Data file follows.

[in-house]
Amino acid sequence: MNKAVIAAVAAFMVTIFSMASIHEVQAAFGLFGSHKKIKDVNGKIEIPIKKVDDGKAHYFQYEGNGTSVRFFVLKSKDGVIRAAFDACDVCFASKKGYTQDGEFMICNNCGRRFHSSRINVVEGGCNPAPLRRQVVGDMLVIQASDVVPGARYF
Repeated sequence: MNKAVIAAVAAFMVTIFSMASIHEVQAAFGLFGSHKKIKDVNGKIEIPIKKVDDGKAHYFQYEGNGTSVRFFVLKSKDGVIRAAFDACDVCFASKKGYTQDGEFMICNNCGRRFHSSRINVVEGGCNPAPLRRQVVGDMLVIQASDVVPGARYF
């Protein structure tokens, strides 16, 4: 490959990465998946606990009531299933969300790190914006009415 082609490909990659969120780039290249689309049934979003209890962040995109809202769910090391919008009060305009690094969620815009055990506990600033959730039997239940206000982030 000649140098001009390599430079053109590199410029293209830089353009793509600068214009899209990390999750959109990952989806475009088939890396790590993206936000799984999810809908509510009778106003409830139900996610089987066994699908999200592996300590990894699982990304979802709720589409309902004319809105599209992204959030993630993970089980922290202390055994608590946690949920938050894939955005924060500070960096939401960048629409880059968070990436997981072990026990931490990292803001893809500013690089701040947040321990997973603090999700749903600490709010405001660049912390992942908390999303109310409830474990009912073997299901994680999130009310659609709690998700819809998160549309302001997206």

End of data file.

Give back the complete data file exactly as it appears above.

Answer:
[in-house]
Amino acid sequence: MNKAVIAAVAAFMVTIFSMASIHEVQAAFGLFGSHKKIKDVNGKIEIPIKKVDDGKAHYFQYEGNGTSVRFFVLKSKDGVIRAAFDACDVCFASKKGYTQDGEFMICNNCGRRFHSSRINVVEGGCNPAPLRRQVVGDMLVIQASDVVPGARYF
Repeated sequence: MNKAVIAAVAAFMVTIFSMASIHEVQAAFGLFGSHKKIKDVNGKIEIPIKKVDDGKAHYFQYEGNGTSVRFFVLKSKDGVIRAAFDACDVCFASKKGYTQDGEFMICNNCGRRFHSSRINVVEGGCNPAPLRRQVVGDMLVIQASDVVPGARYF
């Protein structure tokens, strides 16, 4: 490959990465998946606990009531299933969300790190914006009415 082609490909990659969120780039290249689309049934979003209890962040995109809202769910090391919008009060305009690094969620815009055990506990600033959730039997239940206000982030 000649140098001009390599430079053109590199410029293209830089353009793509600068214009899209990390999750959109990952989806475009088939890396790590993206936000799984999810809908509510009778106003409830139900996610089987066994699908999200592996300590990894699982990304979802709720589409309902004319809105599209992204959030993630993970089980922290202390055994608590946690949920938050894939955005924060500070960096939401960048629409880059968070990436997981072990026990931490990292803001893809500013690089701040947040321990997973603090999700749903600490709010405001660049912390992942908390999303109310409830474990009912073997299901994680999130009310659609709690998700819809998160549309302001997206």